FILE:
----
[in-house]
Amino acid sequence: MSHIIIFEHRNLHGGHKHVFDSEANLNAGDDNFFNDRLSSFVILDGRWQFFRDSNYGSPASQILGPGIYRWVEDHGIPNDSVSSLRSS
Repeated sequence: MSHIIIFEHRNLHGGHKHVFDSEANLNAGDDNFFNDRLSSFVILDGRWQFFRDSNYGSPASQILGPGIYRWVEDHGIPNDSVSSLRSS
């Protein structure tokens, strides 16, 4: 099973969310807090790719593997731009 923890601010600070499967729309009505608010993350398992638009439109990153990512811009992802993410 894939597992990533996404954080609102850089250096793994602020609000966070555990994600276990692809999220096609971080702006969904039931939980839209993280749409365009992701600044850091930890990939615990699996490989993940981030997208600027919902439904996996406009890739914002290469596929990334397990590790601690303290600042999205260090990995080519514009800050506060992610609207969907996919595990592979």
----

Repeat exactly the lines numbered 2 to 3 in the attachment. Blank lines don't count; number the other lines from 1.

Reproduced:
Amino acid sequence: MSHIIIFEHRNLHGGHKHVFDSEANLNAGDDNFFNDRLSSFVILDGRWQFFRDSNYGSPASQILGPGIYRWVEDHGIPNDSVSSLRSS
Repeated sequence: MSHIIIFEHRNLHGGHKHVFDSEANLNAGDDNFFNDRLSSFVILDGRWQFFRDSNYGSPASQILGPGIYRWVEDHGIPNDSVSSLRSS